Hingham High School students sat on couches and chairs in the school drama office on an “in-school field trip” Monday morning, as playwright Alan Haehnel thought deeply for a moment about religion.
It will be a tricky subject matter for the student actors to digest as they work their way through “Onward,” a new play that will be performed for the first time during the Massachusetts Educational Drama Guild Festival preliminary round on March 3.
“I don’t want to be critical [of religion],” Haehnel said about the script, which he wrote specifically for Hingham High students. “But I wanted to create an atmosphere where someone was feeling oppressed.”
The play centers on Anna, played by Hingham student Meghan Cashel, and takes place the night before her wedding day. On the precipice of change, Anna is forced to confront her sexuality and her family’s deeply religious background.
It brings up some difficult topics for the students to consider, including what it’s like being different, how to understand an ultaconservative religious family, and issues of depression, thoughts of suicide, and the idea of what marriage really means.
“It’s risky, which is fun,” Haehnel said. “To hit this head on, know we have an on-stage kiss between two girls, know we have this religious language. It’s fun - it’s fun because it will challenge the audience, it will challenge the kids. [They will have to ask themselves] how far will I go towards this artistic portrayal…I’m just very glad I’ve come across a group of kids that’s willing to take that risk with me.”
The playwright has been writing for high schools for the past 40 years, and has published over 100 plays.
Although many of his works are “school friendly,” Haehnel decided to step out of the box when Hingham High School English teacher and drama department head Anita Levy-Sisk contacted the author, asking him to write something a bit more controversial.
“She had expressed some interest that address equality issues, especially homosexuality. And that’s [exciting], cause it's subject matter I generally don’t deal with, because in many parts of the country they say, ‘We won’t touch that,’ ” Haehnel said.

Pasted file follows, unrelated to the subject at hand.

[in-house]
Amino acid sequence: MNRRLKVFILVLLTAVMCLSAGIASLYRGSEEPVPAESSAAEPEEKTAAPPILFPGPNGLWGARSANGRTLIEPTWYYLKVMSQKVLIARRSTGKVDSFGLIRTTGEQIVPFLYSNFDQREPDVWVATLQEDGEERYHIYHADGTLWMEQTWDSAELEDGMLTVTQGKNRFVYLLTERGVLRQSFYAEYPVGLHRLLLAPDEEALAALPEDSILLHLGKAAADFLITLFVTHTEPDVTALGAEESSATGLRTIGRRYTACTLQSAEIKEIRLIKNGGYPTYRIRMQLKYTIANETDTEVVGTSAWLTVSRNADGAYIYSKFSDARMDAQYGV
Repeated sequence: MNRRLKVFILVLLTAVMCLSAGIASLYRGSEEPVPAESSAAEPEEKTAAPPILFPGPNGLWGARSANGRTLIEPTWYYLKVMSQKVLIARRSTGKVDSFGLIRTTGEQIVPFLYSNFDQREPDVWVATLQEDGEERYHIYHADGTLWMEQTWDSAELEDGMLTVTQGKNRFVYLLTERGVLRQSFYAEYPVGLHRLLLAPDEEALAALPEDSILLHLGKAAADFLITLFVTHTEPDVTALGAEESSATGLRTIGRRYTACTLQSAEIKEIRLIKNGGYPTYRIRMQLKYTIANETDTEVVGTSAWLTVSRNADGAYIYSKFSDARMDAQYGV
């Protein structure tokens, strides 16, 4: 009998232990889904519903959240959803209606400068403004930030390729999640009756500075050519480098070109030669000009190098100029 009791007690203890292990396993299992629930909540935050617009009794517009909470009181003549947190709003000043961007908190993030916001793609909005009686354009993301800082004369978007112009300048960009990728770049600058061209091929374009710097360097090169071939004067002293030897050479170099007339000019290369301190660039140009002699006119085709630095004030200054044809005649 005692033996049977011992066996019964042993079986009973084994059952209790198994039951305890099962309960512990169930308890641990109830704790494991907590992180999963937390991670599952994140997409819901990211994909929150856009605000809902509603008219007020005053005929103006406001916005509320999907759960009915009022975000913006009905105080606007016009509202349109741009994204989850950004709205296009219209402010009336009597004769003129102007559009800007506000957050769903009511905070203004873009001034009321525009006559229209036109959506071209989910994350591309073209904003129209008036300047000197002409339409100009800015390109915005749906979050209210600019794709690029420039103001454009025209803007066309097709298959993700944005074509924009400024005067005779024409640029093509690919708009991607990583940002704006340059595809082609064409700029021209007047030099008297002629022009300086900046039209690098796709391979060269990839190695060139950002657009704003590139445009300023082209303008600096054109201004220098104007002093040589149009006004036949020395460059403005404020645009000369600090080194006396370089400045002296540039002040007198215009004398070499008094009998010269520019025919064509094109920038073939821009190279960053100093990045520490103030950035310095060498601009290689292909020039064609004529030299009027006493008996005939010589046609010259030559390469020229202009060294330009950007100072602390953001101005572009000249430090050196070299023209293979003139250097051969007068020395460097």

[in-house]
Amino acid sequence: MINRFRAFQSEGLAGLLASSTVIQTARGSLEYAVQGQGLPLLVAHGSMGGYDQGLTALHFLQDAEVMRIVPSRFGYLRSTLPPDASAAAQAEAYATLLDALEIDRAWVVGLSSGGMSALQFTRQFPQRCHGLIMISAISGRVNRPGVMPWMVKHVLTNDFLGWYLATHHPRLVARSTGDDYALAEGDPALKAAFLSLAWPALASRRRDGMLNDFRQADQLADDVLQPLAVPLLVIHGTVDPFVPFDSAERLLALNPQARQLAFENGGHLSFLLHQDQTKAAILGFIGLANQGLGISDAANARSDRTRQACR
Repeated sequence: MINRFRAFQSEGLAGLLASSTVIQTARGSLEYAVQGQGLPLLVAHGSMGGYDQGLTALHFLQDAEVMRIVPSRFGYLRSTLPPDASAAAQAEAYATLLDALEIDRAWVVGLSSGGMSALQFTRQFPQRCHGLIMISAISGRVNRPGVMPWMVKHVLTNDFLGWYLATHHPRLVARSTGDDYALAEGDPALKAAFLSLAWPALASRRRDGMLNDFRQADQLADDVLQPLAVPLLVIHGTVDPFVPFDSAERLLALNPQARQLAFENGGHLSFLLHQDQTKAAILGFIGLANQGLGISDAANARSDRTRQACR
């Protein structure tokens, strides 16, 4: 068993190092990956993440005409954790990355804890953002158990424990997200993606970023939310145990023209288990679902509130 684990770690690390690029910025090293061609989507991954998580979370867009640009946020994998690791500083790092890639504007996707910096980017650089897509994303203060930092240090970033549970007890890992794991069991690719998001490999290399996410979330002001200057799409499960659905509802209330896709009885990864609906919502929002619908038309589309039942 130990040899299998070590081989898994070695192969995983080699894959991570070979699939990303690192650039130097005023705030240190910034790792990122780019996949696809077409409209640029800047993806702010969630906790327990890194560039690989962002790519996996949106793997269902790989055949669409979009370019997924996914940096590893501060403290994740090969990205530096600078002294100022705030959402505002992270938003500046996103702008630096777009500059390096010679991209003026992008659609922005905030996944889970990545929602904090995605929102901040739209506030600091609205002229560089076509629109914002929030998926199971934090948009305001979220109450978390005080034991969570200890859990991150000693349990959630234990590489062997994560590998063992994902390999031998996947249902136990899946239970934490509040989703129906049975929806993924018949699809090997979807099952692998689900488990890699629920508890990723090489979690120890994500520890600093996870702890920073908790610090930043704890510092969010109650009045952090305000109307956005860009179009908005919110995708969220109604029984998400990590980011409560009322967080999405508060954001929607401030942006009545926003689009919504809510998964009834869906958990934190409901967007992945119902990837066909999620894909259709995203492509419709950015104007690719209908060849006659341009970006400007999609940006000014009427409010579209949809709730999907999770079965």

It took Haehnel a few months to come up with the concept, and a few weeks to write the script. Before long, Levy-Sisk had cast the play, and rehearsals started in January.
Prior to prelims, the students will perform two, in-school performances. Although Levy-Sisk isn’t sure how the school community will react to the play, she has little concerns about others who will see it.
“The community of these kids' parents I think will be very pleased with it. And at festival, as long as no one feels we’re bashing religion, which is not the intent, but because you have a tendency to have questioning sexuality between any arts group, I think they will be very receptive,” she said.
As for the students themselves, as they ask questions about the religious meaning behind the words in the script, and work through the challenge that performing a drama brings with it, Levy-Sisk also hopes the students glean new insight through the piece.
“I hope the kids take away a better understanding of people they don’t already know, differences in our world, a little bit more tolerance for things that are different…respect for the art form and what it can do, and a respect about the work ethic behind creating,” she said.
Although only a month into rehearsals, the students said they have already learned a lot from the play and learned even more from the playwright
“I learned a lot more as to what kind of comments he’s making on the human condition. Before I was picturing this commenting on religion…and escape from a religious family to pursue what you want, but not necessarily in a negative way. But this is escaping expectations and escaping what you’re told to be rather than a religious family,” said senior Tyler Oser, 18, who plays the part of Glen, the husband to be. “It makes it a lot more relatable. It’s easier for me to interpret and its easier for me to perform.”
As the performance date looms every nearer, students like Emma Givney, 17, hope the piece sheds some light for others as well.
“We always get an interesting response. … There could be some people who are uncomfortable with it. There are religious people and extremely liberal people in the school. I think we should expose them to this, but I think we should expect some backlash,” Givney said. “We might get some taunting and high school crap. But I think it will speak to some people and I think that will be really cool.”
The students will perform a preview performance on Feb. 29 at 7 p.m at the High School. The preliminary round of festival will be performed at Borne High School on March 3 at 3 p.m. Both events are free and open to the public.